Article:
How honestly did you answer these questions?

April 16, 2012

Why isn’t that question asked in every survey?  This is from the Add Health inhome interview.  I will run my analysis separately by each possible response to this question to look for differences.

Open Science: what we can learn from open-source software engineers

April 1, 2012

I believe that sharing data, and the code to analyze it, should be more common in academia – especially in sociology.  It will save a lot of researcher time, and ensure that the work that we do is reproducible.  My last post announced my contribution to github which consists of code to prepare some data from the exceptionally popular Add Health data.  I’ll use this post to briefly describe github, revision control, and open-source programming more generally.

Let’s start with something everyone knows about… Wikipedia.  It’s one of the marvels of our time, and it was created by hundreds of thousands of people collaborating with little top-down control.

In the world of computer programming, sites like github have done something similar to Wikipedia in the way they’ve harnessed the energy of the crowd.   A legitimate complaint about Wikipedia, often made by experts, is that non-experts have difficulty accounting for the uneven quality of its articles.  Sites like github mostly avoid this problem.  There are plenty of people posting code that isn’t very good, but this isn’t really a problem because most users never even come across it, and they have a pretty good idea how much to trust something based on the reputation of the author.  For some of the most popular projects “editor” or “maintainer” would be a more accurate title than “author,” because many individuals are contributing and the owner of the project spends more time approving changes other people make than writing their own changes.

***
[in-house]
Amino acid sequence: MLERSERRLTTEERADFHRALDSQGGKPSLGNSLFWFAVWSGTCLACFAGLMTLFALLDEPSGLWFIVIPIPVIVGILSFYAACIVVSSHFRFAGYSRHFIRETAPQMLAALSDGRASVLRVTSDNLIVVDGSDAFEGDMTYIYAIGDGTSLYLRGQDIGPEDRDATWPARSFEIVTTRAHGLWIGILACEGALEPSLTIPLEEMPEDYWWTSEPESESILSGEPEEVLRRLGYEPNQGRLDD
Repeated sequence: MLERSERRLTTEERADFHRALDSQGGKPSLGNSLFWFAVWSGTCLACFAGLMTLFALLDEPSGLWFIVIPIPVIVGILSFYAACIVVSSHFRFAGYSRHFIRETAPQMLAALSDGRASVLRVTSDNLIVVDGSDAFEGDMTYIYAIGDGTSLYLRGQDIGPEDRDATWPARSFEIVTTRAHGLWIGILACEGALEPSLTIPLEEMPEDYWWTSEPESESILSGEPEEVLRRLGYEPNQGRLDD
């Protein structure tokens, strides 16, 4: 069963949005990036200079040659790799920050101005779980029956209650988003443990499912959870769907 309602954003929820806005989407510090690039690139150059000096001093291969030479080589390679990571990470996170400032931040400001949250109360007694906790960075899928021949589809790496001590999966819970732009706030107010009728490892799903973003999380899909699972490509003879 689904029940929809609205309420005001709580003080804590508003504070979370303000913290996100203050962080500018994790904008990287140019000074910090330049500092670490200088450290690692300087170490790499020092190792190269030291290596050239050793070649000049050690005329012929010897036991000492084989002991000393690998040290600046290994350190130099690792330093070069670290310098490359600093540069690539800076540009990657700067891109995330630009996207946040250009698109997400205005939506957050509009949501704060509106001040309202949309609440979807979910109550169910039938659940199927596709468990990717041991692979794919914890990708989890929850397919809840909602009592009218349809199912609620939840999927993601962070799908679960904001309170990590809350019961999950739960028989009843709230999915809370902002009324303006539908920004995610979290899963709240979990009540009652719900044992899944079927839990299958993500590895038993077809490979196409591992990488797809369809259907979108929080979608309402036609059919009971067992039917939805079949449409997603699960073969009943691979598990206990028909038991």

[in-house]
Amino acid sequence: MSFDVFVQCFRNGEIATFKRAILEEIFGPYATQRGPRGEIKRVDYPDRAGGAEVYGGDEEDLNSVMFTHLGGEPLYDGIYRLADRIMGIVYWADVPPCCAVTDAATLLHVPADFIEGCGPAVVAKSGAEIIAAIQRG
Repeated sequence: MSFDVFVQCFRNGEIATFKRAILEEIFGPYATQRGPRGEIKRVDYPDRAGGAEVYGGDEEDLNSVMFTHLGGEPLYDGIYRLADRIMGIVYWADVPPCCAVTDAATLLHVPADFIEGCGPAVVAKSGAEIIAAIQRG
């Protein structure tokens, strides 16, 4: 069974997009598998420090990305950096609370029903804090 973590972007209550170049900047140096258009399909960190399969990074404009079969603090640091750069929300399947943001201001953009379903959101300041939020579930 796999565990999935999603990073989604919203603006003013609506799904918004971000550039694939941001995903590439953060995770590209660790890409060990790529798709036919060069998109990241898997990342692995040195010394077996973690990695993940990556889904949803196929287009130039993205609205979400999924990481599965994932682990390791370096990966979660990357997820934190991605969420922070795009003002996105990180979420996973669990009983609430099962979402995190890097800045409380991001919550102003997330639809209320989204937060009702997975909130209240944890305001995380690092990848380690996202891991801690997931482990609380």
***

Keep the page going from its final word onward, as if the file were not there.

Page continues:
Unlike Wikipedia, sites hosting open-source software, like github, often embrace having multiple versions (known as “forks”) of the same code.  For every contributor to a project, many more people merely fork it and make minor changes for their personal use.  Still, a significant number of programmers do seek the satisfaction, and the badge of honor, that comes with suggesting a change in the code of a popular project, and having it approved.

An absolutely integral part of all collaborative software engineering, not just open-source, is version control (aka revision control) software.  This software allows users to keep a history of all previous versions of a piece of code (or some times other kinds of document), and to instantly highlight differences, and merge improvements made on separate copies.

I recommend most data analysts begin using version control software, even if they don’t plan on writing code collaboratively, because its easy to use and it facilitates backup, and good organization.  I first discussed version control for data analysis here, but there is a much better discussion of  for data analysts here.  I took that advice, about a year ago, and started using git.  It was simpler than I thought, and it is necessary to contribute to (though not to copy code from)  github.  Note that while I’m using R for the Add Health code I’m sharing, there is absolutely no reason not to use tools like git and github with SPPS, STATA, SAS, html, etc.